>Since I actually have seen both the old and the new photos, I can
>conclusively say that the rock formation does not in any way look like a
>face when looked at in any kind of decent resolution, and only slightly
>looks like one when viewed with the sun on the horizon, because the
>other side of the face is not in view and our minds interpolate a
The "missing half" you refer to is a problem; it was in shadow when Viking photographed it, and the Global Surveyor took a really aggravating angle shot that leaves some up to our imaginations. But I'd argue that the salient facial features are there, all right, just obscured by erosion. One compelling thing that was discovered about the new image is that the centerline crosses directly between the "crown" features, as well as between the nostrils. The "lips" (which actually do look like human lips, and appear bisymmetric) have an interesting centerline feature geologists are calling a "hairlip." This feature is in the exact center as well.
I was frustrated with the original enhanced version of the new Face picture and absolutely appalled by the image released to the media, since it hadn't been subjected to any processing to speak of. Also, NASA's final version was "orthorectified"--a perfectly legitimate procedure when mapping a planetary surface, but didn't make much sense re the Face because the Face had been photographed at a near 45 degree angle! The result is the Picasso-esque looking thing that's finding its way into books on the subject, and probably what you're referring to. So I agree with you that the facial resemblance, on this particular "enhancement," at least, is dubious at best.
Mark Carlotto enhanced the original "catbox" image, and the result is a much more honest view of what the Face looked like to the MGS. It's definitely more facelike. The right-hand side is obviously degraded, but retains the ruler-straight border seen on the left-hand portion of the so-called "headdress." I'm not yet willing to discount it, given that new analysis has shown that the left eye socket is an actual feature, not an aberrant shadow. It's even got a pupil--and _all_ the features--nostrils, lips, chin, etc.--match classical humanoid proportions to a tee.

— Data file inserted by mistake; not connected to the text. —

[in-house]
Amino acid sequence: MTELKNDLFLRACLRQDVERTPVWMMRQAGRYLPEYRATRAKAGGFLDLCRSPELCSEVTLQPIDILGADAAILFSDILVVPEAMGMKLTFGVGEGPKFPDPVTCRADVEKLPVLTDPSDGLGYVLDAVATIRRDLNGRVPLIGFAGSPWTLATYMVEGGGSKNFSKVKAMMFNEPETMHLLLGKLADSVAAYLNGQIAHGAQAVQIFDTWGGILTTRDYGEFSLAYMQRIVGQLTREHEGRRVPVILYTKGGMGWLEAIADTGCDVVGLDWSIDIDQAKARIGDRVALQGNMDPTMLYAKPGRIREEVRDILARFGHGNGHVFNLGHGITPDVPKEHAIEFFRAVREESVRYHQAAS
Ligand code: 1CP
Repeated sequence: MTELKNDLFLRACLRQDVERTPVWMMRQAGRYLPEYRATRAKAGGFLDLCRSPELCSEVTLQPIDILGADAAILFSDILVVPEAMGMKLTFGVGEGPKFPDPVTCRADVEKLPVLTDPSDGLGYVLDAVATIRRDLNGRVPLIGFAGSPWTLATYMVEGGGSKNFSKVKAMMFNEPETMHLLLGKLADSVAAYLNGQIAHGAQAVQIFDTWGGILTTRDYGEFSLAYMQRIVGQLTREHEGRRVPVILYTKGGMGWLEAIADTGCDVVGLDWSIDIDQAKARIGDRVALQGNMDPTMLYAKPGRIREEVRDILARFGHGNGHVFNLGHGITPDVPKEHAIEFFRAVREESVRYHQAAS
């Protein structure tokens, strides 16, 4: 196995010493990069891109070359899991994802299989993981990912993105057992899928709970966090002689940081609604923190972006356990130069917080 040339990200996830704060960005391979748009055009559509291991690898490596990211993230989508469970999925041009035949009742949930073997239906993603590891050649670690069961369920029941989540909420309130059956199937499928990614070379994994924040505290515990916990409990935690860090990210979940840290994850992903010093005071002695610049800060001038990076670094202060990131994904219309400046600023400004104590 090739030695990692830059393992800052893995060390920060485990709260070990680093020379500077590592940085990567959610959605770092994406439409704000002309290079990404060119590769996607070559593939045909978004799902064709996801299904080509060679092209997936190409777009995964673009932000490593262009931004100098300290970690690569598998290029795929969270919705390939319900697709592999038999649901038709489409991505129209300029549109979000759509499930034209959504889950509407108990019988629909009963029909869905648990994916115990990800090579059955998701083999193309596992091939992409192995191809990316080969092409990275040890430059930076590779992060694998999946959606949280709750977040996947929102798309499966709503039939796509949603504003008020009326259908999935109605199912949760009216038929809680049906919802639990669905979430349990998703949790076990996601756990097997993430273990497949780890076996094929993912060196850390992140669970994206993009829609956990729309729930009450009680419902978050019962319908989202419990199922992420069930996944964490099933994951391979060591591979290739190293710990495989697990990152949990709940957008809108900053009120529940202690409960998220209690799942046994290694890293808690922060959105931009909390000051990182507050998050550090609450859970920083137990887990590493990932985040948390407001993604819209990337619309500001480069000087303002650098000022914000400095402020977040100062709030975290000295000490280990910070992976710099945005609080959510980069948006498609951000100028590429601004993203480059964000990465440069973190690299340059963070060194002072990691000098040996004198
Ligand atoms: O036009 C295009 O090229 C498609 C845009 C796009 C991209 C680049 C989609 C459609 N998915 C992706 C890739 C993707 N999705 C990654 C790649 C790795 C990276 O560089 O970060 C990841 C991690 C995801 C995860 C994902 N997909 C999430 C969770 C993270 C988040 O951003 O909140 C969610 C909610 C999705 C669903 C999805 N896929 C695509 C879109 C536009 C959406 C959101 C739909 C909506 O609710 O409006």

What we need before this sort of discussion can achieve anything is an _overhead_ shot, preferably with a high sun-angle. As far as shadows go, _of course_ the Face (if artificial) relies on shadows! That's the nature of sculptures, and the Face dwarfs even Earth's biggest megaliths by a huge factor. And it's almost certainly much, much older, so the more we can learn about Martian weathering, the more we can ascertain whether the apparent degradation we see is accountable by erosion, mass wasting, vulcanism, etc.
The only coherent skeptical theory explaining the nostril features, for example, is hydrothermal activity. But they're so precisely positioned in relation to other facial details (and to each other) that it gives one pause.
I'm perfectly willing to "face" the fact that the Face is a naturally occurring landform. But I don't think we have enough evidence at this point to make any sort of final decision. The issue is too potentially important to write off just because we've got some mountains on Earth that possess transient, sun-angle dependent facial resemblances.
Lastly, Nanogirl posted on this thread commenting that this topic didn't really belong on an extropian mailing list. I disagree. ETI is a big issue, here. I understand that the Mars Face tack isn't popular, but it's a completely disprovable matter, and belongs in the speculative arena along with everything else, provided one can make a coherent case for it. I'm not out to change anyone's minds on this one, but I think it can be demonstrated that the Face and its attendant landforms are _extremely unusual_ and _might_ represent the evidence we're after.